Call of Duty: WW2 Review

Written by JennyRose

I played Call of Duty WW2 on the midnight of its release date and I’m glad to say that it was definitely worth the wait. I always find it challenging to decide what to play first when a new CoD game is released: campaign, zombies or multiplayer – multiplayer usually wins. For the first few days, the servers seemed to be having some trouble, in fact, it was taking around 10 minutes to find a game sometimes, but supposedly this has been fixed. On another note, I realise that Advanced Warfare was a well-liked game for many people, but I hated it; so if you share my hatred for Advanced Warfare, I’m sure you’ll like WW2. Sledgehammer Games have actually exceeded all expectations with this game, in my opinion.

I love that it has gone back to basics, no jetpacks, and no exosuits… The minimalism doesn’t stop there though; with only one perk slot being available there is definitely a lack of customisation. The multiplayer social hub is definitely worth mentioning as you can walk around your headquarters whilst waiting for a game; it allows you to try out different weapons, pick up ‘challenges’ and more. This is a cool, new feature, however, it’s not really something that I feel is needed. The maps are undeniably stunning with familiar areas such as London Docks being featured. I can’t find many faults about the maps; I found that one of them was way too wide and open – and it wasn’t uncommon for me to be continuously, and frustratingly, shot from the other end of the map. Other than that, the other maps have great spots, and I was glad to see another one based on a boat after loving Hijacked from Black Ops II so much.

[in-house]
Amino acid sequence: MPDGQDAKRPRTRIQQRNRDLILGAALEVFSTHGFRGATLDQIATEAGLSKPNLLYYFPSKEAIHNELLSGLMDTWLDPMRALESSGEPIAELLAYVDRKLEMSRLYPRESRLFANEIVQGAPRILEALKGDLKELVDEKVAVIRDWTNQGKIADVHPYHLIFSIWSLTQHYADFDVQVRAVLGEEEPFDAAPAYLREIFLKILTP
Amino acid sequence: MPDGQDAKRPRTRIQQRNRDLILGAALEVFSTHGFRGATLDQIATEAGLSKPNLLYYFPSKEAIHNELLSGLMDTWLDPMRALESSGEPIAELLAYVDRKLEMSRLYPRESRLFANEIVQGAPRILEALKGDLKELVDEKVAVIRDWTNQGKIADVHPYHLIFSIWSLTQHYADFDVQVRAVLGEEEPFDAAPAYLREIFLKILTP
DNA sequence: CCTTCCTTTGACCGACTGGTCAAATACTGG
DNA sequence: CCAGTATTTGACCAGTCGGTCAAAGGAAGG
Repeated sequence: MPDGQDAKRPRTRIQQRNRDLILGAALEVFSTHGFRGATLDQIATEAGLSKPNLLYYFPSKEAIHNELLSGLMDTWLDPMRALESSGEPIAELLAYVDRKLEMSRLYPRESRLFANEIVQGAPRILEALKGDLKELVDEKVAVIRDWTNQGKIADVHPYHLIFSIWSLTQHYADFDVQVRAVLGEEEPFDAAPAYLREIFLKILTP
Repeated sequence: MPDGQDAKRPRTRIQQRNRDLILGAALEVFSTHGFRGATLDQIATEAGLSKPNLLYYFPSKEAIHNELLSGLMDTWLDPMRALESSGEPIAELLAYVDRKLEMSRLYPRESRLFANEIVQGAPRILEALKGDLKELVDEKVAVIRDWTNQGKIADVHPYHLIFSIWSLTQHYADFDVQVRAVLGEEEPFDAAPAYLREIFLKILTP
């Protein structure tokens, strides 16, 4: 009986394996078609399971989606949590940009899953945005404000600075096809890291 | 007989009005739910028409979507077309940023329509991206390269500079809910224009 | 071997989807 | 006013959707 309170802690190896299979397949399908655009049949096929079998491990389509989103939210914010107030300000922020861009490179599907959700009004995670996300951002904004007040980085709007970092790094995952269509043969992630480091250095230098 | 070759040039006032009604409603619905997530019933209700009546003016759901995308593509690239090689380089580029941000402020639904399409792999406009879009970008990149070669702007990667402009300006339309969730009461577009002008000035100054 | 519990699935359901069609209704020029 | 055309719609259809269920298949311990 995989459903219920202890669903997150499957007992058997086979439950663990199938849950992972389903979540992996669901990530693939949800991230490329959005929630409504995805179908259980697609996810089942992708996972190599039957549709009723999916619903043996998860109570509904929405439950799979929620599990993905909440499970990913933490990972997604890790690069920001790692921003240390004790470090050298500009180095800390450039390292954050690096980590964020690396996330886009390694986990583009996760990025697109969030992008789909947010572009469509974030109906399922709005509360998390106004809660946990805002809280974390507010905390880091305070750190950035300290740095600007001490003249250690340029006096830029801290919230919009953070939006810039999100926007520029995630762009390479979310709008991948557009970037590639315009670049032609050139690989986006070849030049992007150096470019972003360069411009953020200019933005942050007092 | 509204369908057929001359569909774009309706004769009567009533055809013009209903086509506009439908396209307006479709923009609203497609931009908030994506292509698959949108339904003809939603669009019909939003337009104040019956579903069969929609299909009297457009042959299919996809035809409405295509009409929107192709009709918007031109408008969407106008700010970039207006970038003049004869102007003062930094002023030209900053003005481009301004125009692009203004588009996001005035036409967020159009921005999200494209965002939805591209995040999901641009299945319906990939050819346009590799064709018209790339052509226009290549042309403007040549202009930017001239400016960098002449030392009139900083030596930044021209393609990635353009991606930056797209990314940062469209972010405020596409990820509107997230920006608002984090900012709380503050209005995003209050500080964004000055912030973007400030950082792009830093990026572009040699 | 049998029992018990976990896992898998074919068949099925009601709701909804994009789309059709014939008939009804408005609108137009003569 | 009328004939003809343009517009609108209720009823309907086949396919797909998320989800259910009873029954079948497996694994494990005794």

I haven’t played too much of the campaign, but from what I have played I realised that it’s definitely harder than previous CoD campaigns. At first, I thought it was just me that thought this, but then I found an article on Polygon that reassured me that the difficulty had consciously been altered. Sledgehammer wanted the game to feel more real and wanted the character to be like a common man, as opposed to some trained, professional soldier. There is no regenerating health, which is one of the biggest contributing factors as to why it’s difficult; you have to rely on med packs you find which boost your health or your team mate that can pass you med packs. There are multiple characters that can provide you with different things like grenades, ammo, etc. This means that you’re sometimes limited as to how much freedom you have, as you always want to stay fairly close to these characters – but that’s all part of the difficulty I guess.

My all-time favourite zombies maps have got to be Kino der Toten and Ascension from Black Ops, and I really get a similar vibe from The Final Reich; in my opinion, this map is like a mix between Ascension and Nacht der Utoten from World at War. The map is absolutely huge, so there’s a good mixture of different landscapes to explore and escape to. The storyline is fresh and completely different from any other Nazi Zombies, and you’ll notice some familiar faces in the characters e.g. David Tennant and Ving Rhames. There are also some incredibly annoying boss zombies that show up every few waves, along with more regular zombies, and they are pretty hard to kill when you have no idea what their weak spot is. Although it’s great fun, and supposedly there’s a lot more to it than meets the eye, I still find the zombie’s mode to be kind of repetitive – I grew bored by around wave 12 (but that’s just me and my lack of attention span).

Overall, WW2 goes back to basics in more ways than one, and Sledgehammer Games have definitely revived the reputation of COD being a great FPS that appeals to many audiences. Thankfully, this game is a whole lot different to Advanced Warfare, so hopefully, it won’t disappoint any fans that were hoping for another world war edition.